LOS ANGELES — The scouting profession can take an individual to places he never planned—or never particularly wanted—to visit. On Thursday, April 15, I traveled to the isolated hamlet of Ridgecrest, located in the high desert region of California. If you have never heard of Ridgecrest (which is a dandy little town), don’t be ashamed—neither has anyone else.
Located just outside the city limits is the U.S. Navy’s China Lake Weapons Station. Why the Navy chose to place a base in the middle of the desert is anyone’s guess. One scout asked aloud: “Why would someone put a town here? Did his burro die?”
Another scout informed me that, “there has been UFO activity in this area—seriously.” Of that I have no doubt. In all likelihood, the aliens landed, looked around—and decided they’d get more value for their vacation dollar by heading to Las Vegas, about 100 miles east.
For one day, Ridgecrest welcomed a marquee attraction—Barstow High School righthander Aaron Sanchez. An alumnus of both the Aflac and Area Code events in 2009, Sanchez is ranked No. 25 on Baseball America’s preseason Top 100 list of high school prospects for the upcoming June draft.
In attendance were approximately 20 scouts and a sizeable gathering of locals, no doubt curious to observe the rarity of a possible future big leaguer visiting their fine city. Facing the Burros of Burroughs High in Ridgecrest, Sanchez sailed through the first four innings, allowing no hits, walking two and striking out nine.
Bearing a distinct resemblance to Orel Hershiser, the lanky and projectable Sanchez easily delivers a 91-93 mph fastball and sharp 75 curve from a mid three-quarters arm slot. His mechanics are advanced for a high schooler. Sanchez uses his legs well, avoids flying his front shoulder open, and finishes strongly while creating a decent downward plane.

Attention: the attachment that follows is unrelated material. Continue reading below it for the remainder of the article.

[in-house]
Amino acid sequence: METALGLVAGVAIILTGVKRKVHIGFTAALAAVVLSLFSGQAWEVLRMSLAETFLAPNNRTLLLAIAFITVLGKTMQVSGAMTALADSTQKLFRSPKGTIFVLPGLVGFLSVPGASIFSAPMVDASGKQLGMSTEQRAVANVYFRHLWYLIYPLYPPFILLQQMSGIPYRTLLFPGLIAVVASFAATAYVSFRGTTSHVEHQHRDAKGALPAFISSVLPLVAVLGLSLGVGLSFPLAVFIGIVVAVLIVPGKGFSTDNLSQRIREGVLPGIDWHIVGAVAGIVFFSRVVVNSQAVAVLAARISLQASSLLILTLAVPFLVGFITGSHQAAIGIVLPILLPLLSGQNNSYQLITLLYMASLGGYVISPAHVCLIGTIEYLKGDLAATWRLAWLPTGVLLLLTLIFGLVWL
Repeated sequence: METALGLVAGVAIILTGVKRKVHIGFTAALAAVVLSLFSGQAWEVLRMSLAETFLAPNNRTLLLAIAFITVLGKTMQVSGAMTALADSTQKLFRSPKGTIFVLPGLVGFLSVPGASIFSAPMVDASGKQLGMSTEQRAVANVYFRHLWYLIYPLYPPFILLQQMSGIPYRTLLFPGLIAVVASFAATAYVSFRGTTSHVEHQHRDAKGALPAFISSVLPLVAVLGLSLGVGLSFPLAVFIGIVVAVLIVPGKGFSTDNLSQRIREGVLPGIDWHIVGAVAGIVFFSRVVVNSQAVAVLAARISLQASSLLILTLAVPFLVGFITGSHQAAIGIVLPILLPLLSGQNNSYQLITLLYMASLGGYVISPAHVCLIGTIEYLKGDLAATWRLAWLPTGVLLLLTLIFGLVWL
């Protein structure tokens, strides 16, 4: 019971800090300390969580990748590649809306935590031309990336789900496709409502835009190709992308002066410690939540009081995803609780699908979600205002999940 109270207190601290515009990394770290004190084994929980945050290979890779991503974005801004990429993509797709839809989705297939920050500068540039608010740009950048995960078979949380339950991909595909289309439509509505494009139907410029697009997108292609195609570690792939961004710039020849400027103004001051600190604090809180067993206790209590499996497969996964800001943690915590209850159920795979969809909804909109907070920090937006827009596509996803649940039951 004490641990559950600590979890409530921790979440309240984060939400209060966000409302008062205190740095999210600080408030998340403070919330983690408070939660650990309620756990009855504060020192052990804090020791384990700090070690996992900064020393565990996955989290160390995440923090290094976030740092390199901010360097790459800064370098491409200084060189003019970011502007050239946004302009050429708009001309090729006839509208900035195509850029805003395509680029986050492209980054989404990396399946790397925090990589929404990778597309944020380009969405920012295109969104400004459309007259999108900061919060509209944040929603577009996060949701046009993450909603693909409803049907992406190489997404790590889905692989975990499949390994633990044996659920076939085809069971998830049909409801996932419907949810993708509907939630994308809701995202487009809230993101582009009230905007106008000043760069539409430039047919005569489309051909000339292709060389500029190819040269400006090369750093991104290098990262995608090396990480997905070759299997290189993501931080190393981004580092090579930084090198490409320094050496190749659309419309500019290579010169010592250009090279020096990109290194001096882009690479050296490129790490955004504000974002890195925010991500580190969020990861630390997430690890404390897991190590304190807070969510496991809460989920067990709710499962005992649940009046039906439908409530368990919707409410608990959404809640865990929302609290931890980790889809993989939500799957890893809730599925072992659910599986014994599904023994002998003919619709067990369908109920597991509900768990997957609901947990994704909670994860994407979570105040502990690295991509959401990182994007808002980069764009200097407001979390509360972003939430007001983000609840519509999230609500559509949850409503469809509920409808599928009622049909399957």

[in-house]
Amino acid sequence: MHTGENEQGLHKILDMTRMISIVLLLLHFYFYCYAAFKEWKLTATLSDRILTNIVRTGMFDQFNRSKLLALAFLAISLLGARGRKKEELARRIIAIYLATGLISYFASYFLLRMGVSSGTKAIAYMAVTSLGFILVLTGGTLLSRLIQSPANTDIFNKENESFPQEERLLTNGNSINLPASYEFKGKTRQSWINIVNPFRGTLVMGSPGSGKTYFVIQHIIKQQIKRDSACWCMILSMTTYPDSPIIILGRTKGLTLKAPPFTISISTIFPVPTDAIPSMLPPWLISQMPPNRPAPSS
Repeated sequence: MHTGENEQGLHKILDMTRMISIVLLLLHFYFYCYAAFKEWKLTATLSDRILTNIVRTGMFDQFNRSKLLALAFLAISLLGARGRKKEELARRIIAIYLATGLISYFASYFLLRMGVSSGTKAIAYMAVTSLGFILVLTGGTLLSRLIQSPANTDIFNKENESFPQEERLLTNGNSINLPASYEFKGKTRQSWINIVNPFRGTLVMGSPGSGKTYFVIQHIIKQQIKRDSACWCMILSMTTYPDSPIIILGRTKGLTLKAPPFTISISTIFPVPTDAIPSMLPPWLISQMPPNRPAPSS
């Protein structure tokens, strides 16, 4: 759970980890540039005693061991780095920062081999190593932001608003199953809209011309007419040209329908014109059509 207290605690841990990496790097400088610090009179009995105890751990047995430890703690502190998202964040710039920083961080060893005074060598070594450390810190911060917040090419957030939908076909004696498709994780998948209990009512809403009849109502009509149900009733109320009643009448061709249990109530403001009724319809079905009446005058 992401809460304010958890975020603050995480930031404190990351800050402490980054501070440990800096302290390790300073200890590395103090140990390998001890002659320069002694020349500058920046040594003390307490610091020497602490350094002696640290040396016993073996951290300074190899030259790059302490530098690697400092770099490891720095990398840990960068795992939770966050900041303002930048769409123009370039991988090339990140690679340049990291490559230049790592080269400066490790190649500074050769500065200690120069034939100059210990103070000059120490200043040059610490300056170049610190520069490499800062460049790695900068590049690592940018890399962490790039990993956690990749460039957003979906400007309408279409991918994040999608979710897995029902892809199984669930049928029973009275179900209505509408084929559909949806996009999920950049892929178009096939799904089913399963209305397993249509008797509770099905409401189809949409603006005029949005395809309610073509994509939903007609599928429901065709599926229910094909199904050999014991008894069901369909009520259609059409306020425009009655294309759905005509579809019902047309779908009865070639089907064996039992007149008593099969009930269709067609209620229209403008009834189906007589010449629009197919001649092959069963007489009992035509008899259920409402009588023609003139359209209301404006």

The young righty ran into trouble in the fifth inning, dropping his arm slot while fatigue caused his arm stroke to become restricted on both ends. Burroughs eventually squeezed out a 3-2 win.
Sanchez will need to develop and mix into his arsenal at least two additional pitches—a change and a sinker, perhaps. His four-seam fastball needs better placement and movement as well.
These are all minor concerns, and should be resolved as Sanchez proceeds up the baseball ladder. There is every reason to believe that Sanchez will develop into a top-notch big league pitcher, probably as a mid-rotation starter. Southern California is loaded with a remarkable number of outstanding high school righthanders in 2010, but despite the logjam Sanchez could get nabbed in the first two rounds.
SoCal high school lefthanded pitchers are trickier to locate. Tops in a miniscule group is Griffin Murphy of Redlands East Valley High in Redlands, and he is followed by Kyle Richter of Santa Margarita High in Rancho Santa Margarita.
A late entry into this group is, believe it or not, Cory Hahn of Mater Dei HS in Santa Ana. Prior to this season, Hahn had established himself among scouts and college recruiters as a multi tool outfield prospect, with well above-average speed (6.6), a strong arm and promising bat.
Prior to a 3-0 loss last Wednesday to Orange Lutheran, Hahn had reeled off a stunning 6-0 mark as a pitcher with a dead ball era type 1.04 earned run average. Even in defeat, Hahn pitched commendably.
At 5-foot-9 and 160 pounds, Hahn may remind older observers of Harvey Haddix. Hahn works extremely quickly, firing a fastball that ranges from 88 to 91. The lefty mixes in a 74-78 changeup and a crisp 68-74 curve.
As a pitcher, Hahn’s mechanics are raw and unrefined, but his ability is obvious. One scout I spoke to commented that Hahn’s stuff was superior to UCLA’s Rob Rasmussen at a similar stage. Another scout stated, “For me, he is a backup, fourth outfielder type as a position player. I think his future is on the mound. He fits very well as a starter or a situational lefthander.”
Adding to the bounty of prep righthanded pitching in Southern California is Gabriel Encinas of St. Paul HS in Whittier. Encinas matched up against top outfield prospect Angelo Gumbs of Torrance HS in a Saturday night tournament game at Redondo Union High in Redondo Beach.
Encinas was sensational, and did what no other pitcher has done to Gumbs this season—shut him down. The angular and projectable righty struck Gumbs out twice and induced one pop up in three at-bats.
Not that anyone else on the Torrance squad had any luck against Encinas. He easily delivers a 90-92 fastball and adds a 74-75 curve and 77-78 change. To his credit, Encinas has improved his fitness this season and was able to maintain his velocity deep into the contest.
Pitching before a packed house, which included 40 scouts, Encinas boosted his draft stock Saturday. Impressively, he displayed smooth mechanics and an advanced feel for pitching, doing a laudable job of mixing speeds, locations, altering eye levels and switching pitch sequence patterns from at bat to at bat.